# Why Rust?
Rust eliminates bugs related to invalid data access. These bugs stand for 70% of all reportedly.
Rust is memory-safe without imposing any runtime costs.
Other languages can also be safe, but require runtme checks that slows them down. Rust provides both safety and control.
- no dangling pointers
- no data races (inability to determine how a program will behave from run to run). Rust will not allow to modify variable in different threads.
- no buffer overflow (accessing array elements at index that doesn't exist)
- no iterator invalidation - changing a thing being iterated midway through
- no integer overflow in debug mode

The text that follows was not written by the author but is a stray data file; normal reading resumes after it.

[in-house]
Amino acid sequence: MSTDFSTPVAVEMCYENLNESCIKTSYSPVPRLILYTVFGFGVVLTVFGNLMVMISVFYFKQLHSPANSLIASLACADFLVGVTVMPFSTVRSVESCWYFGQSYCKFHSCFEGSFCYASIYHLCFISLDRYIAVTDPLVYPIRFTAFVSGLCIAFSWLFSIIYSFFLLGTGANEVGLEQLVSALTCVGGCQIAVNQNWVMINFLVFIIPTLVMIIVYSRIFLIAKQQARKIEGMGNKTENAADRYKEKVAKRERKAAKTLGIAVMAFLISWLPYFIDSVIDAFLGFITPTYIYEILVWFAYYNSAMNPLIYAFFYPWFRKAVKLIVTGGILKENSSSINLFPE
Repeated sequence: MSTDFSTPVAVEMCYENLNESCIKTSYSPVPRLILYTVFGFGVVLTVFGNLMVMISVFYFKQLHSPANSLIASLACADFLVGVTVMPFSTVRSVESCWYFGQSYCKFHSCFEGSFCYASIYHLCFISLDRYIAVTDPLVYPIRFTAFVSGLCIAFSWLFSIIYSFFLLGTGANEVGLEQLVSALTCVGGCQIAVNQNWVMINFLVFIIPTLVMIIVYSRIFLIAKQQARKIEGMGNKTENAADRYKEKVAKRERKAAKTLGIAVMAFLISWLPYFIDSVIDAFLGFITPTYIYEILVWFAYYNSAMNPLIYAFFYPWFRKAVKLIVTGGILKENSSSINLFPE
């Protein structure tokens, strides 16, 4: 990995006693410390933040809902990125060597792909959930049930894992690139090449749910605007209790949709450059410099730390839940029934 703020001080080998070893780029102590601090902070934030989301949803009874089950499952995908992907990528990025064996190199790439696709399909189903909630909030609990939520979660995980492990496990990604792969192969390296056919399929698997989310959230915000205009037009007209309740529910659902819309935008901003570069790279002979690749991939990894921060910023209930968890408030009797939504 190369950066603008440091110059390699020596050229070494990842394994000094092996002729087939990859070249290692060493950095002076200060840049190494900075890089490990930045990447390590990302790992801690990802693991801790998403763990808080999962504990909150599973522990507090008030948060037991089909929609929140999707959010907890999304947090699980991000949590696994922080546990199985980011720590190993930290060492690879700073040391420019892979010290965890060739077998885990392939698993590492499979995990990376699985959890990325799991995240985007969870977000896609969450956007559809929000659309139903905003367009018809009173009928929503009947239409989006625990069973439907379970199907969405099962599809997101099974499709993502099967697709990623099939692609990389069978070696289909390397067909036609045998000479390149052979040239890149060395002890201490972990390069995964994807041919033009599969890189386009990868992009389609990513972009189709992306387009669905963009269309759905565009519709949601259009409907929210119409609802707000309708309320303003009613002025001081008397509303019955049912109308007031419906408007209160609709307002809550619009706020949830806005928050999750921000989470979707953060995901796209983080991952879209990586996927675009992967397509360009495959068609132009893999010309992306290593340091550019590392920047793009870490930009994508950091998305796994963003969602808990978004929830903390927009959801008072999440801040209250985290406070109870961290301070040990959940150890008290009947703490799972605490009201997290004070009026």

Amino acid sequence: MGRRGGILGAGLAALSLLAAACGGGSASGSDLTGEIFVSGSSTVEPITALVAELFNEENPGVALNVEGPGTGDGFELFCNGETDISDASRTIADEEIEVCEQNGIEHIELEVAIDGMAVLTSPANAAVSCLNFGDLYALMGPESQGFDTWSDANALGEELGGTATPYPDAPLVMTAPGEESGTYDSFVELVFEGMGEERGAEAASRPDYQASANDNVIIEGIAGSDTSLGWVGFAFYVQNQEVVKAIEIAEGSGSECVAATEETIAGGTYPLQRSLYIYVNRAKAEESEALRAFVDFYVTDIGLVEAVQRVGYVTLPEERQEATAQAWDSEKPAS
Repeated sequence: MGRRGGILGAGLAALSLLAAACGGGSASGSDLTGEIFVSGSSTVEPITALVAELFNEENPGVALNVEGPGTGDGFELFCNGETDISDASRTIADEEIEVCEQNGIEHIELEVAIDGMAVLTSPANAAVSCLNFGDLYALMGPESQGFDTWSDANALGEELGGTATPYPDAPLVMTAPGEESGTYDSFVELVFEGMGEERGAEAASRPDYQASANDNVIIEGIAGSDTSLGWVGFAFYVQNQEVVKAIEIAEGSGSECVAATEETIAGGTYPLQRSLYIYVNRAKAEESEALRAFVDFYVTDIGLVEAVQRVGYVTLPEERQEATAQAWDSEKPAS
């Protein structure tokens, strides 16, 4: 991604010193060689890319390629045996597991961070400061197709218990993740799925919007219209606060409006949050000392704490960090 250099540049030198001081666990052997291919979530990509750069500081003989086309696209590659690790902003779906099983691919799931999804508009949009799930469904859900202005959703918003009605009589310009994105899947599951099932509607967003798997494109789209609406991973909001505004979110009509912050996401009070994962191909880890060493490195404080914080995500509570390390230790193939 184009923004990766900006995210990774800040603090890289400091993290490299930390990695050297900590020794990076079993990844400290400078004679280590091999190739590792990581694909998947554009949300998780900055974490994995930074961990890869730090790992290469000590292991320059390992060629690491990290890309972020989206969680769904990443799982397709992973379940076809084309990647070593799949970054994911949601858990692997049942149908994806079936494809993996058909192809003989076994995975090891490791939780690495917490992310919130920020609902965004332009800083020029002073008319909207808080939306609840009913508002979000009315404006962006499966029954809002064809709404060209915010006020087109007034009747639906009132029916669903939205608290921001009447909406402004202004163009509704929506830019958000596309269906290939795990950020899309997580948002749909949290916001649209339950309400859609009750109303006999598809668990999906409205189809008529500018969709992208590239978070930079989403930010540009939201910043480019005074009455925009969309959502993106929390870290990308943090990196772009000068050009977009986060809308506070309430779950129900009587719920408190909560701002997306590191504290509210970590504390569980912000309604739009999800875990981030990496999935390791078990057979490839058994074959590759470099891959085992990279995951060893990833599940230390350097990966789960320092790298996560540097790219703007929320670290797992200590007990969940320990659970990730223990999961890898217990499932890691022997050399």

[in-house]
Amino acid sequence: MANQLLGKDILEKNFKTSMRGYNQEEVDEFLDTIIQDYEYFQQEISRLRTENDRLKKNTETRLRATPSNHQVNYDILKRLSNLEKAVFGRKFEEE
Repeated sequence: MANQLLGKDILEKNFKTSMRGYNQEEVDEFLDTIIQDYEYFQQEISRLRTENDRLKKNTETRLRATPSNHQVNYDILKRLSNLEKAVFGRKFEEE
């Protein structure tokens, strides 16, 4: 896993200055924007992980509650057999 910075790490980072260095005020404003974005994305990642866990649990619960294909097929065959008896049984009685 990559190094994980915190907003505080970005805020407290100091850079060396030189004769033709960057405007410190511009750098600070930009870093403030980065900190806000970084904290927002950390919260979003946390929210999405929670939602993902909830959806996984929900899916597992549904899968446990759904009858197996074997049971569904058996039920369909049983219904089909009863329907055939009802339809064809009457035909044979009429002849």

Sometimes a term "fearless concurrency" is used to express the safety that Rust gives to programmers.
Data within Rust is immutable by default.
Rust provides very informative error messages. There is no Garbage Collector
Programmers have control over how data structures are laid out in memory and how they're accessed. There are some sensible defaults as well.
- Data may be stored on a "stack" or on the "heap".
- "Reference counting" might be added.
- Own types of pointers might be created for a particular access pattern.
Rust is not good with cyclic data structures. Implementing doubly-linked list might not be easy for a beginner in Rust.
The compilation is slower than in peer languages.
Rust has steep learning curve due to it being "large". Lots of functionalities, keywords, etc.
Every two or three years a new Edition of Rust comes out. Additionally, smaller changes are released every 6 weeks.